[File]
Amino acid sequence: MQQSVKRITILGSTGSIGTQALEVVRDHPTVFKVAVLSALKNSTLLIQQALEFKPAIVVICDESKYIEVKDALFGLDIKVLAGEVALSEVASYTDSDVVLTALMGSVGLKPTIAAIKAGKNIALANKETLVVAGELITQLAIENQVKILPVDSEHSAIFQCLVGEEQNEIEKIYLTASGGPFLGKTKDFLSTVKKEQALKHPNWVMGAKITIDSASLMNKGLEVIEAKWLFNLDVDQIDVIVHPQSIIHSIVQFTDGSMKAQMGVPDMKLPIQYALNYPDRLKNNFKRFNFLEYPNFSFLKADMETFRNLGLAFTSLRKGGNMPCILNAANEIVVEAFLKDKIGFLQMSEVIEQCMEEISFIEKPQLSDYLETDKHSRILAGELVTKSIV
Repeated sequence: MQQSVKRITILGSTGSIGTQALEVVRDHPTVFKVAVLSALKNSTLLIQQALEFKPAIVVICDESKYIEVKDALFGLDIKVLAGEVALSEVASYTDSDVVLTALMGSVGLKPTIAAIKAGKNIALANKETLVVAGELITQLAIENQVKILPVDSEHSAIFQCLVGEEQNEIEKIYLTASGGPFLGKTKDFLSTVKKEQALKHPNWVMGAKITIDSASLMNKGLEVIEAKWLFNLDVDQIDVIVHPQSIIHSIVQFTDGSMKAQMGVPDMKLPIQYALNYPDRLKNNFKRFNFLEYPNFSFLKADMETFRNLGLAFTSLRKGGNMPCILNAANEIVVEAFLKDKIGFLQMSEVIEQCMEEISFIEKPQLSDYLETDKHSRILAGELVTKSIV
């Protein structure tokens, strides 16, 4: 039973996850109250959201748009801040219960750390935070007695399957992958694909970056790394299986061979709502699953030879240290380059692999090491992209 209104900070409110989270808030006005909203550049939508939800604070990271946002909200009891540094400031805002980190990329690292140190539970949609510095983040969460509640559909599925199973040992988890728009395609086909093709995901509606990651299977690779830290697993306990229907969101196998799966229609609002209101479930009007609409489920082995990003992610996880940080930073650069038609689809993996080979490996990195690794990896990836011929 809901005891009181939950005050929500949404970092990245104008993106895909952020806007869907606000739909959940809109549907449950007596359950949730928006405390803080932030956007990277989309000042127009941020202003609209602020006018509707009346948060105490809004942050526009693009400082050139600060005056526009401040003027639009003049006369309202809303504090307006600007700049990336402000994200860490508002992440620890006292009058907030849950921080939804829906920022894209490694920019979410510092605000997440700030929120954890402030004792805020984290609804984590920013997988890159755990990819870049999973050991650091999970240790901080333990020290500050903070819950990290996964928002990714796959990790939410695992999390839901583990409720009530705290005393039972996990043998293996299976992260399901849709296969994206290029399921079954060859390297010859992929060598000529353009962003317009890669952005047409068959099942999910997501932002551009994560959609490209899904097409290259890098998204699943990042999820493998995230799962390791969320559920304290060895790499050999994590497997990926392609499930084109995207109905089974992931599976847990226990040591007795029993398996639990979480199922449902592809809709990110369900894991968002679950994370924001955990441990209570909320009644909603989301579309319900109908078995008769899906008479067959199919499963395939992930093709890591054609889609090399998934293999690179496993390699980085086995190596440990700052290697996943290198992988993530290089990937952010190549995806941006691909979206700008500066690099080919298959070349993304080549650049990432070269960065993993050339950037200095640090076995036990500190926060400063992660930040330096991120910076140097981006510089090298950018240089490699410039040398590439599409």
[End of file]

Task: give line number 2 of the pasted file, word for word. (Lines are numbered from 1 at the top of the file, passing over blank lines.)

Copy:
Repeated sequence: MQQSVKRITILGSTGSIGTQALEVVRDHPTVFKVAVLSALKNSTLLIQQALEFKPAIVVICDESKYIEVKDALFGLDIKVLAGEVALSEVASYTDSDVVLTALMGSVGLKPTIAAIKAGKNIALANKETLVVAGELITQLAIENQVKILPVDSEHSAIFQCLVGEEQNEIEKIYLTASGGPFLGKTKDFLSTVKKEQALKHPNWVMGAKITIDSASLMNKGLEVIEAKWLFNLDVDQIDVIVHPQSIIHSIVQFTDGSMKAQMGVPDMKLPIQYALNYPDRLKNNFKRFNFLEYPNFSFLKADMETFRNLGLAFTSLRKGGNMPCILNAANEIVVEAFLKDKIGFLQMSEVIEQCMEEISFIEKPQLSDYLETDKHSRILAGELVTKSIV